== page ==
As President Trump changed his tune about the coronavirus this past week, shifting on a dime from shrugging it off to calling it “the invisible enemy” America is at war with, he also began referring to it as the “Chinese Virus.”
Using racist or racially inflected language, and waiting for Democrats to respond with fury, is a go-to move for Trump. Remember when people complained about the conditions of the detention centers holding migrants at the border, and Trump tweeted that four congresswomen of color, three of them born in America, should “go back” to the countries they came from? Remember the hysterical pitch he reached ahead of the 2018 elections tweeting about a caravan of migrants?
Steve Bannon explained the strategy, in the 2017 interview that led to his ouster from the administration: “The Democrats,” he told Robert Kuttner of the American Prospect, “the longer they talk about identity politics, I got ’em. I want them to talk about racism every day. If the left is focused on race and identity, and we go with economic nationalism, we can crush the Democrats.”
What Bannon was describing was a one-two punch: You distract the enemy —the Democrats and the liberal media—with something the electorate doesn’t care about; and then you feed the electorate something they do care about. Get the left talking about racism, and then supply the electorate with a soaring economy.
It’s a move Trump has used again and again. But while some have caught on to the racism-as-distraction, fewer have copped to the crucial second part – what Bannon called “economic nationalism.” What he meant was the kind of America First protectionism that was the signature platform agenda of Trump’s first term, a new trade agreement with Canada and Mexico and a trade war with China that, ironically, resembled nothing so much as the lefty economic agenda that the Democrats had long abandoned. In his trade war with China, Trump took up actions that labor unions and other liberals have long demanded. And the newly renegotiated trade agreement with Mexico, the USMCA, is by all accounts the most pro-labor, environmentally friendly trade agreement the U.S. has ever entered into.
In other words, Bannon’s move that Trump has adopted wholesale wasn’t just to get the left in a (justifiable) rage over offensive tweets, but to do so while running to the left of them on economics, pulling the rug out from under the Democrats’ feet and allowing the president to scramble the left/right economic divide.
If, in that long ago time before 2016, Republicans stood for American exceptionalism, endless war, free market economics and an aversion to Russia, Trump stands for just the opposite, giving him a lot more in common with Bernie Sanders than with someone like Ted Cruz or Pat Toomey, at least on the economic front. Trump’s approach, beginning with a cut to corporate taxes, and buoying that with pro-worker bottom-up measures, was a kind of Americanized version of the Scandinavian democratic socialist model touted by Sanders (Sanders ironically voted against the new NAFTA—one of just 10 senators who did—because he said it didn’t go far enough environmentally).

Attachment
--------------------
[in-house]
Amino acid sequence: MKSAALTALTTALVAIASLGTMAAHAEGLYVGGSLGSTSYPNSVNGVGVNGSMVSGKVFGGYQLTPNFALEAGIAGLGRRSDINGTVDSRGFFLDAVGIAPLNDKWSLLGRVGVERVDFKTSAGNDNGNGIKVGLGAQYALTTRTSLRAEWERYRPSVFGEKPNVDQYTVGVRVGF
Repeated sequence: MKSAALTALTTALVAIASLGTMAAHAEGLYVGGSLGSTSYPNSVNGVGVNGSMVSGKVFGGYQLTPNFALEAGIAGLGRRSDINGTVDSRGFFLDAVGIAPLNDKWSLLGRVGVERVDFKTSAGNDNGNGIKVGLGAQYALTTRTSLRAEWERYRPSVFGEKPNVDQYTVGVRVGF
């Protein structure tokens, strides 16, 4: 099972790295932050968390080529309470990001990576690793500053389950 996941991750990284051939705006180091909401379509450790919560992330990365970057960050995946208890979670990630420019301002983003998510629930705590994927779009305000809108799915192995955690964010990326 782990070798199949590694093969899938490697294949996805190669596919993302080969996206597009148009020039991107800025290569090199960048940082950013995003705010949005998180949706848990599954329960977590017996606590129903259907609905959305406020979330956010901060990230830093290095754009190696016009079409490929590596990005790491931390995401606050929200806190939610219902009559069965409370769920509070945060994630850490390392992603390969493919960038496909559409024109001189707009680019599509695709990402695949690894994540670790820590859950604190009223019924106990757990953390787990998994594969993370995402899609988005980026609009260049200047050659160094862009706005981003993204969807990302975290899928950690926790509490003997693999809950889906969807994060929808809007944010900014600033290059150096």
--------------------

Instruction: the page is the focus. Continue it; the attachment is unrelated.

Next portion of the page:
Trump’s reaction to the coronavirus has followed suit. Last Friday, President Trump announced he would be waiving federal interest on all student loans until further notice. And on the same day he started referring to it as the “Chinese Virus,” The Washington Post reported that the White House would act on calls to send cash directly to American families. Treasury Secretary Steven Mnuchin told the Fox Business Network that plan was to send payments totaling $500 billion directly to Americans, $1,000 for adults and $500 for each child, with another infusion in six weeks if the emergency persists.
And Thursday, Trump said that the government might demand equity in businesses it helps save, saying that “People are coming for money .. in some cases where they did certain things including buying back stock... maybe I view that a little differently as someone who didn't.”
Compare this to the bank bailouts that accompanied the recession that the Democrats presided over in 2009, and you see what Bannon was talking about.
There’s a longstanding debate about whether Trump’s supporters are motivated by racism or economic strife. Without wading too deeply into that argument, it’s at least interesting that Bannon, the architect of Trump’s White House victory, believed that to beat the Democrats, racist tweets were a way to steal an economic platform from the left—in other words, they were not the endgame but a way to distract the enemy and steal what should have been their plan all along. The tweets weren’t for the base—they were for the media.
We should not allow the president to distract us from his glib response to the coronavirus over critical weeks, putting countless American lives at risk. But Bannon’s theory that the Democrats lose when they allow the Republicans to run to their left on economics deserves serious attention. It should be a wakeup call.